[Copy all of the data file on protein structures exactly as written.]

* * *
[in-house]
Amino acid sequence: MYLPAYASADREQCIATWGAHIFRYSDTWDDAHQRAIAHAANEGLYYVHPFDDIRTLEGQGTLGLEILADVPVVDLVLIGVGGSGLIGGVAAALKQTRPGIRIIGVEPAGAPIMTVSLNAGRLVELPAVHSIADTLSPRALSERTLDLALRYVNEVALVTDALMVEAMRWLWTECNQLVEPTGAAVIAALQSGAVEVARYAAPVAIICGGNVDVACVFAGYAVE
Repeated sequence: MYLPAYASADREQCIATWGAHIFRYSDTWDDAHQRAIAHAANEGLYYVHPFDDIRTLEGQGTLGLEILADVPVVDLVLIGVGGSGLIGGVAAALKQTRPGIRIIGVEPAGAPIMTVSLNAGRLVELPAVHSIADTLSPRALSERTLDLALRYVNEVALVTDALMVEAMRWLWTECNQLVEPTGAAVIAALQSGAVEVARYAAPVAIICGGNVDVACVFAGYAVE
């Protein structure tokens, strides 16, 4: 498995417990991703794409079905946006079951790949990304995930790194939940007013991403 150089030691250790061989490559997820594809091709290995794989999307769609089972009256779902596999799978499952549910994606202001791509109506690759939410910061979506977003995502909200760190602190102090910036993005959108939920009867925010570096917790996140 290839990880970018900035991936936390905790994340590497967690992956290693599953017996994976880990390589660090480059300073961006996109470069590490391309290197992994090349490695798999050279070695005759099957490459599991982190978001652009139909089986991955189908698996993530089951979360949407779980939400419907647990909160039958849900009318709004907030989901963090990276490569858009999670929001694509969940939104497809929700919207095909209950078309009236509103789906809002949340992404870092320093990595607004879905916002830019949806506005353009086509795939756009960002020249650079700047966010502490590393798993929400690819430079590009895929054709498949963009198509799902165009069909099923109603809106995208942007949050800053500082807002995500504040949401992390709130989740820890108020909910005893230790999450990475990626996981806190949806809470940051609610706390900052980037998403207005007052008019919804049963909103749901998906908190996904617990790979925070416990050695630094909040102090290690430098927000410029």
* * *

[in-house]
Amino acid sequence: MYLPAYASADREQCIATWGAHIFRYSDTWDDAHQRAIAHAANEGLYYVHPFDDIRTLEGQGTLGLEILADVPVVDLVLIGVGGSGLIGGVAAALKQTRPGIRIIGVEPAGAPIMTVSLNAGRLVELPAVHSIADTLSPRALSERTLDLALRYVNEVALVTDALMVEAMRWLWTECNQLVEPTGAAVIAALQSGAVEVARYAAPVAIICGGNVDVACVFAGYAVE
Repeated sequence: MYLPAYASADREQCIATWGAHIFRYSDTWDDAHQRAIAHAANEGLYYVHPFDDIRTLEGQGTLGLEILADVPVVDLVLIGVGGSGLIGGVAAALKQTRPGIRIIGVEPAGAPIMTVSLNAGRLVELPAVHSIADTLSPRALSERTLDLALRYVNEVALVTDALMVEAMRWLWTECNQLVEPTGAAVIAALQSGAVEVARYAAPVAIICGGNVDVACVFAGYAVE
């Protein structure tokens, strides 16, 4: 498995417990991703794409079905946006079951790949990304995930790194939940007013991403 150089030691250790061989490559997820594809091709290995794989999307769609089972009256779902596999799978499952549910994606202001791509109506690759939410910061979506977003995502909200760190602190102090910036993005959108939920009867925010570096917790996140 290839990880970018900035991936936390905790994340590497967690992956290693599953017996994976880990390589660090480059300073961006996109470069590490391309290197992994090349490695798999050279070695005759099957490459599991982190978001652009139909089986991955189908698996993530089951979360949407779980939400419907647990909160039958849900009318709004907030989901963090990276490569858009999670929001694509969940939104497809929700919207095909209950078309009236509103789906809002949340992404870092320093990595607004879905916002830019949806506005353009086509795939756009960002020249650079700047966010502490590393798993929400690819430079590009895929054709498949963009198509799902165009069909099923109603809106995208942007949050800053500082807002995500504040949401992390709130989740820890108020909910005893230790999450990475990626996981806190949806809470940051609610706390900052980037998403207005007052008019919804049963909103749901998906908190996904617990790979925070416990050695630094909040102090290690430098927000410029």